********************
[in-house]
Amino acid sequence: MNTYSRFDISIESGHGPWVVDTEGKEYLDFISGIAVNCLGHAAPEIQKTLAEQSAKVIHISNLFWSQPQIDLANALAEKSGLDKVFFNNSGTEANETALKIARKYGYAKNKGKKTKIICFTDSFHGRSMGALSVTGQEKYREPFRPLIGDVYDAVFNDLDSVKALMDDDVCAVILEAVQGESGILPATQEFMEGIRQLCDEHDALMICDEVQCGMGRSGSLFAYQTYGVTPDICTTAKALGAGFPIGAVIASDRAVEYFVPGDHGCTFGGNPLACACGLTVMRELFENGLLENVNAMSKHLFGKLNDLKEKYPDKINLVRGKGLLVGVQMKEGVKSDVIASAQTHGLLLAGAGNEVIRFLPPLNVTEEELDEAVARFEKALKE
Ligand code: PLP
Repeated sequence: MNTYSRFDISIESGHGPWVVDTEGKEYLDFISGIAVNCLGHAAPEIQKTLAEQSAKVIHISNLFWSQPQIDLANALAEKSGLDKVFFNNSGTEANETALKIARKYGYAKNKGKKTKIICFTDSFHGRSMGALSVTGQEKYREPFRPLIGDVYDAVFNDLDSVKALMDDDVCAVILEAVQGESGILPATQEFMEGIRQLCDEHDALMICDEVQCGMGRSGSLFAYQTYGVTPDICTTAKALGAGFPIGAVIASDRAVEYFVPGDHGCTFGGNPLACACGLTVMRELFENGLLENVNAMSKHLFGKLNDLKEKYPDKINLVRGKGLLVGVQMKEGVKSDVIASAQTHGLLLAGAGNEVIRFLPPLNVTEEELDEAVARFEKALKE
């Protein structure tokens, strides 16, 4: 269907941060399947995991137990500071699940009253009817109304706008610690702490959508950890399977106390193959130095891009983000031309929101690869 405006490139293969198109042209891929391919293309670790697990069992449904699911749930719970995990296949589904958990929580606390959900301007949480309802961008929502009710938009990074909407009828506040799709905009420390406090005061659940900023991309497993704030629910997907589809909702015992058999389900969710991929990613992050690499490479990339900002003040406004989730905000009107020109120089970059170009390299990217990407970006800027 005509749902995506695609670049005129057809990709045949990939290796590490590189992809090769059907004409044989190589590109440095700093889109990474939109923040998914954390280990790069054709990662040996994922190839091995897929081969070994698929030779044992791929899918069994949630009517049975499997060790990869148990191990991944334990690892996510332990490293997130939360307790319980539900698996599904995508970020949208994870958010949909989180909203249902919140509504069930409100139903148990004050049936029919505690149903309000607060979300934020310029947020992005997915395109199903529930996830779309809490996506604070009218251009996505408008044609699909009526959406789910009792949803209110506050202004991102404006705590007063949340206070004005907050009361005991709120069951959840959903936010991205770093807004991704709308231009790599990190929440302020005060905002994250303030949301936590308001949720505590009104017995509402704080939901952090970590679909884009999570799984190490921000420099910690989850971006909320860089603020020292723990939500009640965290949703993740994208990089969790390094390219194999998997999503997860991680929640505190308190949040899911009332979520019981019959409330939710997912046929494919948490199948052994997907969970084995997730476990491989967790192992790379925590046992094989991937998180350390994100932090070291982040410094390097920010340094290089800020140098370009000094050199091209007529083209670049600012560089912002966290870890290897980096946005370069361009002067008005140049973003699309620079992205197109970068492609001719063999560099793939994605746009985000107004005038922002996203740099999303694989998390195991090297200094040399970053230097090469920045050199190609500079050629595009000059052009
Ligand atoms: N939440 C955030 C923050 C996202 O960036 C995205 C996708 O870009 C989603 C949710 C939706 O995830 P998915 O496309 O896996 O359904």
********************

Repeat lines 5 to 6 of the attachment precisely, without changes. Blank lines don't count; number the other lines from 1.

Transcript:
């Protein structure tokens, strides 16, 4: 269907941060399947995991137990500071699940009253009817109304706008610690702490959508950890399977106390193959130095891009983000031309929101690869 405006490139293969198109042209891929391919293309670790697990069992449904699911749930719970995990296949589904958990929580606390959900301007949480309802961008929502009710938009990074909407009828506040799709905009420390406090005061659940900023991309497993704030629910997907589809909702015992058999389900969710991929990613992050690499490479990339900002003040406004989730905000009107020109120089970059170009390299990217990407970006800027 005509749902995506695609670049005129057809990709045949990939290796590490590189992809090769059907004409044989190589590109440095700093889109990474939109923040998914954390280990790069054709990662040996994922190839091995897929081969070994698929030779044992791929899918069994949630009517049975499997060790990869148990191990991944334990690892996510332990490293997130939360307790319980539900698996599904995508970020949208994870958010949909989180909203249902919140509504069930409100139903148990004050049936029919505690149903309000607060979300934020310029947020992005997915395109199903529930996830779309809490996506604070009218251009996505408008044609699909009526959406789910009792949803209110506050202004991102404006705590007063949340206070004005907050009361005991709120069951959840959903936010991205770093807004991704709308231009790599990190929440302020005060905002994250303030949301936590308001949720505590009104017995509402704080939901952090970590679909884009999570799984190490921000420099910690989850971006909320860089603020020292723990939500009640965290949703993740994208990089969790390094390219194999998997999503997860991680929640505190308190949040899911009332979520019981019959409330939710997912046929494919948490199948052994997907969970084995997730476990491989967790192992790379925590046992094989991937998180350390994100932090070291982040410094390097920010340094290089800020140098370009000094050199091209007529083209670049600012560089912002966290870890290897980096946005370069361009002067008005140049973003699309620079992205197109970068492609001719063999560099793939994605746009985000107004005038922002996203740099999303694989998390195991090297200094040399970053230097090469920045050199190609500079050629595009000059052009
Ligand atoms: N939440 C955030 C923050 C996202 O960036 C995205 C996708 O870009 C989603 C949710 C939706 O995830 P998915 O496309 O896996 O359904």